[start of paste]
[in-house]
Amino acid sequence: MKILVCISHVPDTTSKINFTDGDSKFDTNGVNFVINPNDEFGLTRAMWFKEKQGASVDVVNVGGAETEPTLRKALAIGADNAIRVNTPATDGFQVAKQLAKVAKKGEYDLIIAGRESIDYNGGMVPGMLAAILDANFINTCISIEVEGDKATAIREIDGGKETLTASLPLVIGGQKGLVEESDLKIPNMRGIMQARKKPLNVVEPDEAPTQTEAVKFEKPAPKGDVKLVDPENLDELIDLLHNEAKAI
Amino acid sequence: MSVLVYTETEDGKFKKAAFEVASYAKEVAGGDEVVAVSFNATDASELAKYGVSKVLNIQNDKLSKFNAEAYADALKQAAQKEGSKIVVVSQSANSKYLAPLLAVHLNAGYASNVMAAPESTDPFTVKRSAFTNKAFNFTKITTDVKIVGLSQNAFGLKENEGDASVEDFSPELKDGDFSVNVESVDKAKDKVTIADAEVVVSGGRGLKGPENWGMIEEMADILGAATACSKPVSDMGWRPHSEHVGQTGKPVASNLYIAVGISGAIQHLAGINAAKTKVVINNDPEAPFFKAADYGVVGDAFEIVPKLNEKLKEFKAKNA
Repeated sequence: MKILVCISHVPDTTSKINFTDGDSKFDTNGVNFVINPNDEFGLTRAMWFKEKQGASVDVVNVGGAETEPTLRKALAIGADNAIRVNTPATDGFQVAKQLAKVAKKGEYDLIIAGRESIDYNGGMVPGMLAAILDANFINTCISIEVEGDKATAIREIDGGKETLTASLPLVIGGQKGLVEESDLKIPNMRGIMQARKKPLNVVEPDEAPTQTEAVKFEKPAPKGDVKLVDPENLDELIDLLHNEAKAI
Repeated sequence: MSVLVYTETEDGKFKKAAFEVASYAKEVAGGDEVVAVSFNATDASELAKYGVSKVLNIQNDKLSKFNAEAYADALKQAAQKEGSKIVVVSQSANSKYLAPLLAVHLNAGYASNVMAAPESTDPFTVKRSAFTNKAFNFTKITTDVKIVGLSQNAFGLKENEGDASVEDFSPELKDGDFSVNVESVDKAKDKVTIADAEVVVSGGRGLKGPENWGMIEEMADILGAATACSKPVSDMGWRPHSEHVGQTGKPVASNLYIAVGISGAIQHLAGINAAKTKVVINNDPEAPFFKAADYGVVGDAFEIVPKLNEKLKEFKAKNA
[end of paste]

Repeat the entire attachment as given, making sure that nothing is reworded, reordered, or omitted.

[in-house]
Amino acid sequence: MKILVCISHVPDTTSKINFTDGDSKFDTNGVNFVINPNDEFGLTRAMWFKEKQGASVDVVNVGGAETEPTLRKALAIGADNAIRVNTPATDGFQVAKQLAKVAKKGEYDLIIAGRESIDYNGGMVPGMLAAILDANFINTCISIEVEGDKATAIREIDGGKETLTASLPLVIGGQKGLVEESDLKIPNMRGIMQARKKPLNVVEPDEAPTQTEAVKFEKPAPKGDVKLVDPENLDELIDLLHNEAKAI
Amino acid sequence: MSVLVYTETEDGKFKKAAFEVASYAKEVAGGDEVVAVSFNATDASELAKYGVSKVLNIQNDKLSKFNAEAYADALKQAAQKEGSKIVVVSQSANSKYLAPLLAVHLNAGYASNVMAAPESTDPFTVKRSAFTNKAFNFTKITTDVKIVGLSQNAFGLKENEGDASVEDFSPELKDGDFSVNVESVDKAKDKVTIADAEVVVSGGRGLKGPENWGMIEEMADILGAATACSKPVSDMGWRPHSEHVGQTGKPVASNLYIAVGISGAIQHLAGINAAKTKVVINNDPEAPFFKAADYGVVGDAFEIVPKLNEKLKEFKAKNA
Repeated sequence: MKILVCISHVPDTTSKINFTDGDSKFDTNGVNFVINPNDEFGLTRAMWFKEKQGASVDVVNVGGAETEPTLRKALAIGADNAIRVNTPATDGFQVAKQLAKVAKKGEYDLIIAGRESIDYNGGMVPGMLAAILDANFINTCISIEVEGDKATAIREIDGGKETLTASLPLVIGGQKGLVEESDLKIPNMRGIMQARKKPLNVVEPDEAPTQTEAVKFEKPAPKGDVKLVDPENLDELIDLLHNEAKAI
Repeated sequence: MSVLVYTETEDGKFKKAAFEVASYAKEVAGGDEVVAVSFNATDASELAKYGVSKVLNIQNDKLSKFNAEAYADALKQAAQKEGSKIVVVSQSANSKYLAPLLAVHLNAGYASNVMAAPESTDPFTVKRSAFTNKAFNFTKITTDVKIVGLSQNAFGLKENEGDASVEDFSPELKDGDFSVNVESVDKAKDKVTIADAEVVVSGGRGLKGPENWGMIEEMADILGAATACSKPVSDMGWRPHSEHVGQTGKPVASNLYIAVGISGAIQHLAGINAAKTKVVINNDPEAPFFKAADYGVVGDAFEIVPKLNEKLKEFKAKNA